The Endless (2017)

endl1Actors/writers/directors Aaron Moorhead and Justin Benson return to the setting of their earlier sci-fi/horror jewel Resolution with another finely crafted tale that perhaps doesn’t really benefit from its larger budget/scale and cast as much as one would think. The strength, for me, of the earlier Resolution was its enforced small-scale; its intimacy and almost claustrophobic sense of remote horror. The Endless opens things up and widens the original’s perimeters and to me it loses something along the way.

Others, though, may have been frustrated by the limitations of Resolution and in particular its ending, and therefore will find The Endless a much more rewarding experience. Certainly there’s a bigger scope, and more ambitious visuals.

Two brothers, Justin and Aaron (played by the film-makers themselves albeit exchanging names) are escapees from a UFO doomsday cult out in the desert- ten years have passed and while Justin has adjusted to living in the ‘normal’ outside world, Aaron has his doubts and is missing his extended family of cultist friends. When a videotape arrives from the cult, seemingly stating that a fabled ‘Ascension’ has either happened or is imminent, Aaron convinces his brother that they should return to the cult just for one day. Hoping what they find will finally make Aaron realise they are better off well away from the cult, and achieve some sense of closure, Justin agrees.

endl2What they find back at the camp where the cultists live on the Indian reservation is at first bewildering, almost comforting (for Aaron at least) but there is, always, a sense of unease (particularly for the doubtful Justin) at the apparent idyll and hints of something being terribly wrong.

The return of Michael (Peter Cilella) and Chris (Vinny Curran) from the earlier film is a very welcome surprise, albeit rather bittersweet. I must confess I always felt a deeper emotional connection with these two compared to the two brothers Justin and Aaron, and the return of the protagonists from Resolution for me only intensified some of my issues with The Endless, but it was certainly very welcome (if disturbing) to learn of their fate after the closing moments of the earlier film.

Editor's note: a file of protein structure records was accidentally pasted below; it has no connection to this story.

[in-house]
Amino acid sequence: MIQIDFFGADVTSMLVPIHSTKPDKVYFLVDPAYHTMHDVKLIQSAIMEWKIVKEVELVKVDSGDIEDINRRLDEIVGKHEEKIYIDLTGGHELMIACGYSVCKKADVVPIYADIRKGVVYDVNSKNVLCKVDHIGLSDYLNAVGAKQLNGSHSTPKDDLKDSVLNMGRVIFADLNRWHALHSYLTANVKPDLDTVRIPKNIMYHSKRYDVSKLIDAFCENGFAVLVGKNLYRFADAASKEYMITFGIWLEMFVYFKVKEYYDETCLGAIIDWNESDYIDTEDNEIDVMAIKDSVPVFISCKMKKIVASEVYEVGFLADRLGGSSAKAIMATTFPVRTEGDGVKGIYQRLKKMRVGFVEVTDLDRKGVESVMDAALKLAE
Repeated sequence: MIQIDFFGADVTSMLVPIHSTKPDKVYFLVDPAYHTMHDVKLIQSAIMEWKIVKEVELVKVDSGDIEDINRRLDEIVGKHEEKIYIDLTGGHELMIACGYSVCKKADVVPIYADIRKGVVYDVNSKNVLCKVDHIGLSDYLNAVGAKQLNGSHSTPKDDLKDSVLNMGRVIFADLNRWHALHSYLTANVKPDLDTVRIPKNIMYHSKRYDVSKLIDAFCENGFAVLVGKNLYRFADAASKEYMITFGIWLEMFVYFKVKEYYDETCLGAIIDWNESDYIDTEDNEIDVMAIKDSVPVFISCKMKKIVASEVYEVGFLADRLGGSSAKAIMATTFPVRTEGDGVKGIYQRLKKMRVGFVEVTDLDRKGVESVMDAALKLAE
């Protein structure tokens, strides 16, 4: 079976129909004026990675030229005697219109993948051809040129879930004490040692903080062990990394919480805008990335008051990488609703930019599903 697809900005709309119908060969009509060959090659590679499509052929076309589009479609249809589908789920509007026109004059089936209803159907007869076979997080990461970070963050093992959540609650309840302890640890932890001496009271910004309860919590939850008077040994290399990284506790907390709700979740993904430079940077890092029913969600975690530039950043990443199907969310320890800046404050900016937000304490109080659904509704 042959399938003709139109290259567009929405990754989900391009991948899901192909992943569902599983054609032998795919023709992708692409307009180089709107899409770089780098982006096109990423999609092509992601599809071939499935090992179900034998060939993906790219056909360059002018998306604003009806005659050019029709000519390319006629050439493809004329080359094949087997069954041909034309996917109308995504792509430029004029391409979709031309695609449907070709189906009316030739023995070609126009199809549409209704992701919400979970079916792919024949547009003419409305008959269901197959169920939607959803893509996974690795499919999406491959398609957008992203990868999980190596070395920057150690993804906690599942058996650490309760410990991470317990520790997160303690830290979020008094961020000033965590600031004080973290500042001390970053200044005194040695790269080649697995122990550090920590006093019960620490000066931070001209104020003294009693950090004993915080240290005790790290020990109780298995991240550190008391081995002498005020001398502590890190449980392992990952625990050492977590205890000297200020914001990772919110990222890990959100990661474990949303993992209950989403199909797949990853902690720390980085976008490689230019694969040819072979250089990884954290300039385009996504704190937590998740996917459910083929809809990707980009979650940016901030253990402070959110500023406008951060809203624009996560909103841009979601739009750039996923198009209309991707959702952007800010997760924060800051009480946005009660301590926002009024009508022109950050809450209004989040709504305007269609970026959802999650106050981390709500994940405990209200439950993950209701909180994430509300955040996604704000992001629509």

At any rate, whilst I’m not at all convinced that The Endless was as satisfying as Resolution, it remains an impressive and satisfying low-budget sci-fi/horror with much to recommend it. Arrow’s Blu-ray release that currently (in a limited edition) contains both films is a great package not to be missed, with multiple commentary tracks on both films and various featurettes/interviews that I have yet to delve into.

3 thoughts on “The Endless (2017)

  1. Colour me intrigued. I’d been tempted to take a punt on Arrow’s Blu-ray, but they release so much stuff that tempts me to take a punt (not to mention the same from Indicator, Eureka, and so on) that this one lost out. If the two-film set is limited, though, maybe I’ll have to rethink sooner rather than later.

    1. Certainly worth it when you’re getting two for the price of one (and I’d actually argue the case for the first film to be better than the main attraction, as it were). Both films even get very substantial extras, although how much of a selling point that is when even I haven’t started through them yet may be a moot point. I know what you mean, though, regards Arrow releases. This one is the first I’ve bought since last years The Thing, which seems odd- will power maybe finally winning out (the pile of discs to watch is hardly going down thanks to Netflix, after all)..

  2. Pingback: Dog-lovers beware: Synchronic (2019) – the ghost of 82

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